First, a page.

Work on new Spokane Valley fire station begins
Groundbreaking held at Greenacres site
The Spokane Valley Fire Department took another step Wednesday in its program to improve fire protection in Spokane Valley and Liberty Lake.
Fire commissioners and other district officials gathered for a groundbreaking for construction of a new Station No. 10 at 17217 E. Sprague Ave. in Greenacres.
The 10,300-square-foot, three-bay station is being built by Ginno Construction of Coeur d’Alene for $1.6 million. It will replace the manufactured home and relatively small station facility that houses one of the district’s two pumper-ladder trucks.
“It’s a good location. It gives us a lot of access east-west and north-south,” said station Capt. Bruce Hamner.
The temporary facility for Station No. 10 opened in 2004 with a medical unit but was upgraded to house a three-person pumper-ladder engine company in an effort to improve commercial fire protection in Liberty Lake, a move that is lowering fire insurance rates there, officials said.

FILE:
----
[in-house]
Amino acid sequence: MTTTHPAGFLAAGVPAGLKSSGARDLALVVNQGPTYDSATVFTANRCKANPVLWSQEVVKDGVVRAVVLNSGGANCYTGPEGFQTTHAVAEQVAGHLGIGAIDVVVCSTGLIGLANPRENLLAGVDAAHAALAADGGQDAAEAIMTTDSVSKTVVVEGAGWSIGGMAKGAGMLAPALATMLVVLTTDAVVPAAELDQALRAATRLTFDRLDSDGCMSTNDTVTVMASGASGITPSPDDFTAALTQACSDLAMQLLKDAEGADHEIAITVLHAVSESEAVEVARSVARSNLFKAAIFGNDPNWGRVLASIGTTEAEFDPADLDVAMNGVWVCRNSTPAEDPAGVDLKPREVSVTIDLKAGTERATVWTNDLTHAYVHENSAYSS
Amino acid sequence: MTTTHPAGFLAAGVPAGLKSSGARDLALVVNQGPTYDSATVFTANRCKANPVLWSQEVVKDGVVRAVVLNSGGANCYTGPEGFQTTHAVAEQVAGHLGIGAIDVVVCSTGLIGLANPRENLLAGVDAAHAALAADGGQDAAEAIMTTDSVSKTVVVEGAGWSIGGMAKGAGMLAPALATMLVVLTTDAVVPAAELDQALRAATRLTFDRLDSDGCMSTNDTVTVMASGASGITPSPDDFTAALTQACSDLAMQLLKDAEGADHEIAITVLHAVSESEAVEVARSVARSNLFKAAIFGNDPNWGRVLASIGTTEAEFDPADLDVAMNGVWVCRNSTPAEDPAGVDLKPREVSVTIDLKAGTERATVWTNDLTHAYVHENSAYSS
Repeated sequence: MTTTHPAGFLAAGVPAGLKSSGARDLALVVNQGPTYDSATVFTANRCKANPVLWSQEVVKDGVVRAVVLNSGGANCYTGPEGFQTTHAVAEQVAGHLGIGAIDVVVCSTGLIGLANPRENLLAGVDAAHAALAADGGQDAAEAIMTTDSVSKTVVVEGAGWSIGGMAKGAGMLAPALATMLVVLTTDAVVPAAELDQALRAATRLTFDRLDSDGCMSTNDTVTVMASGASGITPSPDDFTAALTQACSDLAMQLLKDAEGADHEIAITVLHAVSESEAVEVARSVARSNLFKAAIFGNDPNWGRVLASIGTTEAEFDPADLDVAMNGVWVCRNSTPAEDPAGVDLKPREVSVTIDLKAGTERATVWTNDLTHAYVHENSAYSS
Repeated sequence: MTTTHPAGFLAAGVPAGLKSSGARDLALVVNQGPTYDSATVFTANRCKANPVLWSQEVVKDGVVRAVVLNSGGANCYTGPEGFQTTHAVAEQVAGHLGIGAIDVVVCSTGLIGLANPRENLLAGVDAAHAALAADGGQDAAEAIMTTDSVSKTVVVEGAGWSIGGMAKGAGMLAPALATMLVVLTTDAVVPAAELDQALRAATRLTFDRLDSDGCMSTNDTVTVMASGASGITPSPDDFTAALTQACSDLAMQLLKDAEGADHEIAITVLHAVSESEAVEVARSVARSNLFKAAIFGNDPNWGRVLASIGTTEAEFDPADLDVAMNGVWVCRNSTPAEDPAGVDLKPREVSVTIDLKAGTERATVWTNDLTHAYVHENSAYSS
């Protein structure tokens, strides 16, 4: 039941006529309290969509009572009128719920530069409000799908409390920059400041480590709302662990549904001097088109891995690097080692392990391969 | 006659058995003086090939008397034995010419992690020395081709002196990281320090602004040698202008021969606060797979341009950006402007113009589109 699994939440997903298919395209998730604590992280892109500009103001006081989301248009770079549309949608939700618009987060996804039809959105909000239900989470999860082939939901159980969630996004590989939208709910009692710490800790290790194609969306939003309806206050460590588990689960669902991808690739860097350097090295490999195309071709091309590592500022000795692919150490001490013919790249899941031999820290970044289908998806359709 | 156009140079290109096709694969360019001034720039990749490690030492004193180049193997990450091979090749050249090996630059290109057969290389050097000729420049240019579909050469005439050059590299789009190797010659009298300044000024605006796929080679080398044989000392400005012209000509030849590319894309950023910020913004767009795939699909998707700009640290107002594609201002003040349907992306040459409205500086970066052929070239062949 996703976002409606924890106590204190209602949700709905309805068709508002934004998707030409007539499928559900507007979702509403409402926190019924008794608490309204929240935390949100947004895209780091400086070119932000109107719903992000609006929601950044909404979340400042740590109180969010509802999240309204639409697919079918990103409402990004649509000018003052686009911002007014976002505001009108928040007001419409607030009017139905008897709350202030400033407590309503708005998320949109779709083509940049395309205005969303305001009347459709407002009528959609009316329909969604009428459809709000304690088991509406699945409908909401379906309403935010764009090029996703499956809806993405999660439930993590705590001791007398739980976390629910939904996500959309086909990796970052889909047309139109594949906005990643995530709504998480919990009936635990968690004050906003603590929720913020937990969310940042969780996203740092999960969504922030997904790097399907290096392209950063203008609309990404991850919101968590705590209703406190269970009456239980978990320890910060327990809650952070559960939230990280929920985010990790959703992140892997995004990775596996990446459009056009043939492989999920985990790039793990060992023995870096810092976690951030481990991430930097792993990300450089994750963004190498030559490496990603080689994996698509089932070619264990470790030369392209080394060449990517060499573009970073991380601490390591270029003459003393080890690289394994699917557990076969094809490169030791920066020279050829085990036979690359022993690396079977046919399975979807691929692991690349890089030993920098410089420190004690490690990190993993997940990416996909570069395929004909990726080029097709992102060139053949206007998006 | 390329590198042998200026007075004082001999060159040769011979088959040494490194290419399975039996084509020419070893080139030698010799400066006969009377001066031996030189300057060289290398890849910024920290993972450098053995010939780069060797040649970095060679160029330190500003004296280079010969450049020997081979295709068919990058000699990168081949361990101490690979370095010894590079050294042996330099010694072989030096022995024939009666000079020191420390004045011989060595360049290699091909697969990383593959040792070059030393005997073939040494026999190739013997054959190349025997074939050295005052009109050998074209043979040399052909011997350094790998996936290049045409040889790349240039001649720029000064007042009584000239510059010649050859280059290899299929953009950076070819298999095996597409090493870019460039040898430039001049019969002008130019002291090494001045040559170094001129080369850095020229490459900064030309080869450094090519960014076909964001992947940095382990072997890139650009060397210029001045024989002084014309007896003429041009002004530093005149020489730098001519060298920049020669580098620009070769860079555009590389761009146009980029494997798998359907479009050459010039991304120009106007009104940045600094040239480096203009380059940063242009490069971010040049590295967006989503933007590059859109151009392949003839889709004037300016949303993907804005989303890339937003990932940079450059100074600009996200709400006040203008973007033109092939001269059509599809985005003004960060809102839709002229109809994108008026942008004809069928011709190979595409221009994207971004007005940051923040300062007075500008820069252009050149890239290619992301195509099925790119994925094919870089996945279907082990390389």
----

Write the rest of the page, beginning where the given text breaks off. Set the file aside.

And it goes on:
“It’s one of our vital core stations,” said Commissioner Bill Anderson, chairman of the fire district board.
Station No. 10 will be the third new station in the fire district in the past six years, to be followed by more station construction over the next five to six years.
Financing is coming from voter approval of an increase in regular property tax collections in 2007.
The levy increase allowed for completion of the two-bay station No. 9 last year at 12121 E. 32nd Ave.
Station No. 8, completed in 2004 at Wilbur Road near Montgomery Drive, houses the district’s other pumper-ladder truck, and starting next year, it will be the site of construction of a new headquarters office building.
In coming years, the district plans to rebuild Station No. 6 at 6306 E. Sprague Ave. and move Station No. 3 at 2218 N. Harvard Road in Liberty Lake to the south side of Interstate 90.
Property has been purchased for a new Station No. 11 at Barker Road and Euclid Avenue to provide protection on the north side of the Spokane River in that area. That project probably will wait for another five years or more, said Deputy Chief Larry Rider.
All of the projects are being done without bonded indebtedness, which will save money for taxpayers by eliminating interest payments and borrowing costs, said fire district board Commissioner Joe Dawson.
Because of a favorable bidding climate, the contract for Station No. 10 was $300,000 below an engineering estimate, Rider said.